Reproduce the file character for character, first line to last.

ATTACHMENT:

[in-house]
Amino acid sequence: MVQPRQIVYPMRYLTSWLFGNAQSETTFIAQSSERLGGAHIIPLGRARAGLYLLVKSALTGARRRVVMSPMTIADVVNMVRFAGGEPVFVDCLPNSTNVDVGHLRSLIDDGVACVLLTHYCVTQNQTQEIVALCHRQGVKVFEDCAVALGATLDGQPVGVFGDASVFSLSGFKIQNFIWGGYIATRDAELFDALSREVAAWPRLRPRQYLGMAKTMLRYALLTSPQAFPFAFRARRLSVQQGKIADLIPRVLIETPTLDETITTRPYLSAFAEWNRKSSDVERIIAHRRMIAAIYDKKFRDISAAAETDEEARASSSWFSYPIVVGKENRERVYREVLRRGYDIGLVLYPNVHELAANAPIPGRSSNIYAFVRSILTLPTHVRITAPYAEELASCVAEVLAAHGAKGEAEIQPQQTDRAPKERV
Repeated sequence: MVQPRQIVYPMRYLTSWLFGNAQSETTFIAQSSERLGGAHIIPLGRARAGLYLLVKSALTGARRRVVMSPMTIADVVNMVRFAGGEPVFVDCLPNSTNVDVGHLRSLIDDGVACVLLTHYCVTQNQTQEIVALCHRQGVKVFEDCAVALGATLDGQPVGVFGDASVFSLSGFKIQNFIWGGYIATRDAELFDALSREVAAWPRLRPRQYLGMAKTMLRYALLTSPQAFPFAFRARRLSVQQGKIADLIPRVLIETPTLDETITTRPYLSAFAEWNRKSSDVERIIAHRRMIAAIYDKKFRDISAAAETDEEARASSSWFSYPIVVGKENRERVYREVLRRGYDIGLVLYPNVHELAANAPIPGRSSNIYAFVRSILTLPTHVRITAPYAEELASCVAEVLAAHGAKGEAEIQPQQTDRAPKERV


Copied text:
[in-house]
Amino acid sequence: MVQPRQIVYPMRYLTSWLFGNAQSETTFIAQSSERLGGAHIIPLGRARAGLYLLVKSALTGARRRVVMSPMTIADVVNMVRFAGGEPVFVDCLPNSTNVDVGHLRSLIDDGVACVLLTHYCVTQNQTQEIVALCHRQGVKVFEDCAVALGATLDGQPVGVFGDASVFSLSGFKIQNFIWGGYIATRDAELFDALSREVAAWPRLRPRQYLGMAKTMLRYALLTSPQAFPFAFRARRLSVQQGKIADLIPRVLIETPTLDETITTRPYLSAFAEWNRKSSDVERIIAHRRMIAAIYDKKFRDISAAAETDEEARASSSWFSYPIVVGKENRERVYREVLRRGYDIGLVLYPNVHELAANAPIPGRSSNIYAFVRSILTLPTHVRITAPYAEELASCVAEVLAAHGAKGEAEIQPQQTDRAPKERV
Repeated sequence: MVQPRQIVYPMRYLTSWLFGNAQSETTFIAQSSERLGGAHIIPLGRARAGLYLLVKSALTGARRRVVMSPMTIADVVNMVRFAGGEPVFVDCLPNSTNVDVGHLRSLIDDGVACVLLTHYCVTQNQTQEIVALCHRQGVKVFEDCAVALGATLDGQPVGVFGDASVFSLSGFKIQNFIWGGYIATRDAELFDALSREVAAWPRLRPRQYLGMAKTMLRYALLTSPQAFPFAFRARRLSVQQGKIADLIPRVLIETPTLDETITTRPYLSAFAEWNRKSSDVERIIAHRRMIAAIYDKKFRDISAAAETDEEARASSSWFSYPIVVGKENRERVYREVLRRGYDIGLVLYPNVHELAANAPIPGRSSNIYAFVRSILTLPTHVRITAPYAEELASCVAEVLAAHGAKGEAEIQPQQTDRAPKERV